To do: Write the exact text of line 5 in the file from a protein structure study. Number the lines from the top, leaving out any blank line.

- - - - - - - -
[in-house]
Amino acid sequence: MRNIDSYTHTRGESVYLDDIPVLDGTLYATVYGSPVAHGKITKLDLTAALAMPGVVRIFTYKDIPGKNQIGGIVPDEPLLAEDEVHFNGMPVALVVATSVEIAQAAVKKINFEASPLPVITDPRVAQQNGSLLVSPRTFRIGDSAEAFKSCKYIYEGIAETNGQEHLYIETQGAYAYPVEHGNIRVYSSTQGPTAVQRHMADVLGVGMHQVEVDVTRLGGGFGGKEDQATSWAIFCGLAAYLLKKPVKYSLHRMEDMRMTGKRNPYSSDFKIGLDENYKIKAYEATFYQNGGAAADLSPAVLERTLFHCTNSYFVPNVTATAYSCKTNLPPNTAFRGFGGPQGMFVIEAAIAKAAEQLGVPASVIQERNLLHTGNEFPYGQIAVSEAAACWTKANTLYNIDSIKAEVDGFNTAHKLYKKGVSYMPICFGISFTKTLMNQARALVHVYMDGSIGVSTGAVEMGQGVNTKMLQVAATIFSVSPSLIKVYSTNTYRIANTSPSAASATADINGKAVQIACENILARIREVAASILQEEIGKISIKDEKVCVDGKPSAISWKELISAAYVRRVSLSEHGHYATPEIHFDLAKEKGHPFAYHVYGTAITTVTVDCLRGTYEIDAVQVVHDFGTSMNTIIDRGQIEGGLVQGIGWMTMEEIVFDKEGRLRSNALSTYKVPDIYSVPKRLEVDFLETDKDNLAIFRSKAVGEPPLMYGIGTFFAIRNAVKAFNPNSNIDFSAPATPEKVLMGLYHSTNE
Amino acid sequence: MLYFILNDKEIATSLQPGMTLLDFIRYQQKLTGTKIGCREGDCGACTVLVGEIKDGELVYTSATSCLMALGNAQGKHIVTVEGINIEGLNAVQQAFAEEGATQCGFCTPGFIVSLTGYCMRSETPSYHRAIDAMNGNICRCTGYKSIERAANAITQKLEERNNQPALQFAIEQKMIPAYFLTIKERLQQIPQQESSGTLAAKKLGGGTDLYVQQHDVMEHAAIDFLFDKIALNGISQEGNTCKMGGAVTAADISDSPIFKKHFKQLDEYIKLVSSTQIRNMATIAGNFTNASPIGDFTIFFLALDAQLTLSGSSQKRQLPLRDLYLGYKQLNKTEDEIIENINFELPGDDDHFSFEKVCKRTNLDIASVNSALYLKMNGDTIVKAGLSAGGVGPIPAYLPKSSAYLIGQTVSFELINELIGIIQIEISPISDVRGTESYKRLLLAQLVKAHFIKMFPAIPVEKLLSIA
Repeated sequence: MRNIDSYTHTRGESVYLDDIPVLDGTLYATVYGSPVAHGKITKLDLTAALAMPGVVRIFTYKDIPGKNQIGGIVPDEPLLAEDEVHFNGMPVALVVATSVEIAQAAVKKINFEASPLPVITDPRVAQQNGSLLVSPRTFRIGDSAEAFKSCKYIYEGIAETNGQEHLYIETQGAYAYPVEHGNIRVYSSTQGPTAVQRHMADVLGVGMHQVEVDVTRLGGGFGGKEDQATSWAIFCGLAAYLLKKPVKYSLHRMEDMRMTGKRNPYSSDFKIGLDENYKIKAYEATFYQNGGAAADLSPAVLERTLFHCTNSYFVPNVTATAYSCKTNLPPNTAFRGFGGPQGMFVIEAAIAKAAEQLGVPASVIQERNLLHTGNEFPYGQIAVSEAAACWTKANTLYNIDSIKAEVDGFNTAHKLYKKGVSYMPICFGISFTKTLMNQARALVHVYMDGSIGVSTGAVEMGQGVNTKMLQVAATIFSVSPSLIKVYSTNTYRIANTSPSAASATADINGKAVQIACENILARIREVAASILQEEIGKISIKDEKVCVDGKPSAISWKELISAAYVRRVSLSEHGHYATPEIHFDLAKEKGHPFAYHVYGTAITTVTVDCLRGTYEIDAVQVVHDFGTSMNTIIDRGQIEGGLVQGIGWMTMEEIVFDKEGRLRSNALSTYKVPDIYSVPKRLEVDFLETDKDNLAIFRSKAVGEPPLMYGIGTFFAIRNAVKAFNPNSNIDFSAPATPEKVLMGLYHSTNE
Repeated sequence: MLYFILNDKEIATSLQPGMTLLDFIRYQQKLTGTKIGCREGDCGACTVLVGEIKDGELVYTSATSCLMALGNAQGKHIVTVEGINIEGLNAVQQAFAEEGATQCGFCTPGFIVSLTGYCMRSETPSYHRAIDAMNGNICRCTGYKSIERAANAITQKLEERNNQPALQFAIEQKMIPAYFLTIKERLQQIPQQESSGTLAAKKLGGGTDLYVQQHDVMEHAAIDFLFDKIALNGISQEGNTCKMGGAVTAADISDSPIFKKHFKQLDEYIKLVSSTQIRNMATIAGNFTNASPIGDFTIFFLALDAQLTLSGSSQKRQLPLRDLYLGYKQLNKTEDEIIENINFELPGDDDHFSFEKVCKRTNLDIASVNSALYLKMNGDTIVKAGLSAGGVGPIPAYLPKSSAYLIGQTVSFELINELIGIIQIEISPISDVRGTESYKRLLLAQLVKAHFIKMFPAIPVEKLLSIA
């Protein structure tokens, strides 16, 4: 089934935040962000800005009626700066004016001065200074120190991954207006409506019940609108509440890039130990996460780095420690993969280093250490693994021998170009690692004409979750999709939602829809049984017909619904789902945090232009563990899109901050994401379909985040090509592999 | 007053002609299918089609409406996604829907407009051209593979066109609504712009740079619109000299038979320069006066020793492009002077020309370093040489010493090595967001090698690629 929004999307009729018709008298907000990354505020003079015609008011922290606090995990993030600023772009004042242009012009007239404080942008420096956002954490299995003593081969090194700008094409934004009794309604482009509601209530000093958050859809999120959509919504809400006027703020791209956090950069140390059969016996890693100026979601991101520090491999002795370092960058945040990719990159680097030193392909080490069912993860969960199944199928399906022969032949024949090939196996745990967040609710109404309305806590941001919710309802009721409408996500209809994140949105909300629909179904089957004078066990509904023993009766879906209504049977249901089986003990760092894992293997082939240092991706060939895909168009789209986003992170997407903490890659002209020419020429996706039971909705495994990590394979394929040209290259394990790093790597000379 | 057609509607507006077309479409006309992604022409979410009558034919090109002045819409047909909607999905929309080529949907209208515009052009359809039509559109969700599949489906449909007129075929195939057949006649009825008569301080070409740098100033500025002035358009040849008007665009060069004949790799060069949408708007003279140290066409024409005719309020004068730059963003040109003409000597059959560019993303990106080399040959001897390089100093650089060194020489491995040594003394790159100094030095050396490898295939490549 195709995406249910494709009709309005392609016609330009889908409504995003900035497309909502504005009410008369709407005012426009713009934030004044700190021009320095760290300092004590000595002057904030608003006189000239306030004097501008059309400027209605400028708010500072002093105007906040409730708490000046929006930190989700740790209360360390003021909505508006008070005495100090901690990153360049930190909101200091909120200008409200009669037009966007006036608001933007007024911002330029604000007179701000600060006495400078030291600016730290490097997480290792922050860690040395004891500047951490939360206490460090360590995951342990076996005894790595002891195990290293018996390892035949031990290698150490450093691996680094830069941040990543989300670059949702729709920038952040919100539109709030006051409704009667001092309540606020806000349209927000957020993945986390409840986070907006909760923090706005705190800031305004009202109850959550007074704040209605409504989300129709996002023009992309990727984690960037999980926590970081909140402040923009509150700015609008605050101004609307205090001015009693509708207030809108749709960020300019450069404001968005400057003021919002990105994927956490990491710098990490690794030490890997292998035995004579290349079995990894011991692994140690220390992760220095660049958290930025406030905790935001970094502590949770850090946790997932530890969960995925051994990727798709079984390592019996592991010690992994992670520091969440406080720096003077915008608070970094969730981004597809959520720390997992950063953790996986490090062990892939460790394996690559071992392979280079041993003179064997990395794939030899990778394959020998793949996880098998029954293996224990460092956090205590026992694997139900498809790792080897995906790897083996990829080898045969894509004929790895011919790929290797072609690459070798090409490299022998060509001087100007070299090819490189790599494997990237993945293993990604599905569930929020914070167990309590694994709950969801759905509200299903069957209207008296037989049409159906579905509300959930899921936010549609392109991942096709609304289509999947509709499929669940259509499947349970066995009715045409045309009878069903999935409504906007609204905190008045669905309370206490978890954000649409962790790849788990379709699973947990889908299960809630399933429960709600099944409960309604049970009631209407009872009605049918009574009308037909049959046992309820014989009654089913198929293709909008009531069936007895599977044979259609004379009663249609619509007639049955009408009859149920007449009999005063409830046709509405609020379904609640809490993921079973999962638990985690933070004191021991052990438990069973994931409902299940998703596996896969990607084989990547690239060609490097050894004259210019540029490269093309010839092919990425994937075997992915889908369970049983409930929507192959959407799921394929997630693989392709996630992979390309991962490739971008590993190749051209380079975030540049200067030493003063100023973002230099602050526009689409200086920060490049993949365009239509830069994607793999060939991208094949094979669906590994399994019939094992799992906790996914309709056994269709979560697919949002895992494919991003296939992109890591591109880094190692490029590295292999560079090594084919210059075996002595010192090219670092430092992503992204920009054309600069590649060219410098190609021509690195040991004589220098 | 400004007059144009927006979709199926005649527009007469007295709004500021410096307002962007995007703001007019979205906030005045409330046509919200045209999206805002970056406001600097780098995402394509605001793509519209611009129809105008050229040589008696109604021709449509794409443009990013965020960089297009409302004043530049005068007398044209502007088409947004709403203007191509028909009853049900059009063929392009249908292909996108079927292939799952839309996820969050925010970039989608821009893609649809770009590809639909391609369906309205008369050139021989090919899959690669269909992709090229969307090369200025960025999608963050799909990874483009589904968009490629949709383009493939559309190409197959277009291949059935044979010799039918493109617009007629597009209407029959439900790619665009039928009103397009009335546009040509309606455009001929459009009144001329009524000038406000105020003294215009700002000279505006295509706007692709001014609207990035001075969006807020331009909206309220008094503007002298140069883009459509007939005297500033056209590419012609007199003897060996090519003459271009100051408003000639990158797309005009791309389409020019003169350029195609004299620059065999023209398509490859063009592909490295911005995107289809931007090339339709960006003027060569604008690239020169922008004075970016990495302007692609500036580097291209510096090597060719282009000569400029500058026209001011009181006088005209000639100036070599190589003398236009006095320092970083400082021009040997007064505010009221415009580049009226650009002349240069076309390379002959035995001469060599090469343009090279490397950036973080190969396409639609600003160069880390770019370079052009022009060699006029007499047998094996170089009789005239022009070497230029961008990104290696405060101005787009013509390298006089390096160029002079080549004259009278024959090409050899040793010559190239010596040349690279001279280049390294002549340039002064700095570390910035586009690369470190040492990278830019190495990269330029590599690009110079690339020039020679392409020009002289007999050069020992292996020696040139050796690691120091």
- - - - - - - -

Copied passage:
Repeated sequence: MLYFILNDKEIATSLQPGMTLLDFIRYQQKLTGTKIGCREGDCGACTVLVGEIKDGELVYTSATSCLMALGNAQGKHIVTVEGINIEGLNAVQQAFAEEGATQCGFCTPGFIVSLTGYCMRSETPSYHRAIDAMNGNICRCTGYKSIERAANAITQKLEERNNQPALQFAIEQKMIPAYFLTIKERLQQIPQQESSGTLAAKKLGGGTDLYVQQHDVMEHAAIDFLFDKIALNGISQEGNTCKMGGAVTAADISDSPIFKKHFKQLDEYIKLVSSTQIRNMATIAGNFTNASPIGDFTIFFLALDAQLTLSGSSQKRQLPLRDLYLGYKQLNKTEDEIIENINFELPGDDDHFSFEKVCKRTNLDIASVNSALYLKMNGDTIVKAGLSAGGVGPIPAYLPKSSAYLIGQTVSFELINELIGIIQIEISPISDVRGTESYKRLLLAQLVKAHFIKMFPAIPVEKLLSIA